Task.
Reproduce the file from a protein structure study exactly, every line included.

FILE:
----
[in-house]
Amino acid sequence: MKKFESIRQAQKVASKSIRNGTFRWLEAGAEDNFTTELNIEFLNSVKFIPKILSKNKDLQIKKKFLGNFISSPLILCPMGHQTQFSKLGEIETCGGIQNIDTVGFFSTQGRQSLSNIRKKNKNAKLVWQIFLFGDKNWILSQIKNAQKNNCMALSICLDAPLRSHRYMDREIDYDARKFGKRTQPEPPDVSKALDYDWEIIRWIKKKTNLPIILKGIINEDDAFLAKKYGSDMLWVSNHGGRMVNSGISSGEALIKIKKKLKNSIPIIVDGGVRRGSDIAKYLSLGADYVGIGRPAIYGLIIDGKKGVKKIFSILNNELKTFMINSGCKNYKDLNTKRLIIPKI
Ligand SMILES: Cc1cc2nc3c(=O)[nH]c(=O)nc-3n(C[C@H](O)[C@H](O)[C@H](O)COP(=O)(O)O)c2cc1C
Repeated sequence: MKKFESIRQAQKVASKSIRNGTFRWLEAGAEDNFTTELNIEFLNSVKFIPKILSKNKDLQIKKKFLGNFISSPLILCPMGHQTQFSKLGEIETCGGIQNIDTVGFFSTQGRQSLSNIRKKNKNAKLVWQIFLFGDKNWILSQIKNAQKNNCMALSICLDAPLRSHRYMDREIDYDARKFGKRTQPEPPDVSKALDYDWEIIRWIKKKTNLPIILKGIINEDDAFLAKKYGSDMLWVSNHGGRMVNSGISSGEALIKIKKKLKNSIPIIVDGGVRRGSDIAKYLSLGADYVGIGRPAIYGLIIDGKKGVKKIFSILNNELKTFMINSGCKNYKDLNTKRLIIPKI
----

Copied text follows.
[in-house]
Amino acid sequence: MKKFESIRQAQKVASKSIRNGTFRWLEAGAEDNFTTELNIEFLNSVKFIPKILSKNKDLQIKKKFLGNFISSPLILCPMGHQTQFSKLGEIETCGGIQNIDTVGFFSTQGRQSLSNIRKKNKNAKLVWQIFLFGDKNWILSQIKNAQKNNCMALSICLDAPLRSHRYMDREIDYDARKFGKRTQPEPPDVSKALDYDWEIIRWIKKKTNLPIILKGIINEDDAFLAKKYGSDMLWVSNHGGRMVNSGISSGEALIKIKKKLKNSIPIIVDGGVRRGSDIAKYLSLGADYVGIGRPAIYGLIIDGKKGVKKIFSILNNELKTFMINSGCKNYKDLNTKRLIIPKI
Ligand SMILES: Cc1cc2nc3c(=O)[nH]c(=O)nc-3n(C[C@H](O)[C@H](O)[C@H](O)COP(=O)(O)O)c2cc1C
Repeated sequence: MKKFESIRQAQKVASKSIRNGTFRWLEAGAEDNFTTELNIEFLNSVKFIPKILSKNKDLQIKKKFLGNFISSPLILCPMGHQTQFSKLGEIETCGGIQNIDTVGFFSTQGRQSLSNIRKKNKNAKLVWQIFLFGDKNWILSQIKNAQKNNCMALSICLDAPLRSHRYMDREIDYDARKFGKRTQPEPPDVSKALDYDWEIIRWIKKKTNLPIILKGIINEDDAFLAKKYGSDMLWVSNHGGRMVNSGISSGEALIKIKKKLKNSIPIIVDGGVRRGSDIAKYLSLGADYVGIGRPAIYGLIIDGKKGVKKIFSILNNELKTFMINSGCKNYKDLNTKRLIIPKI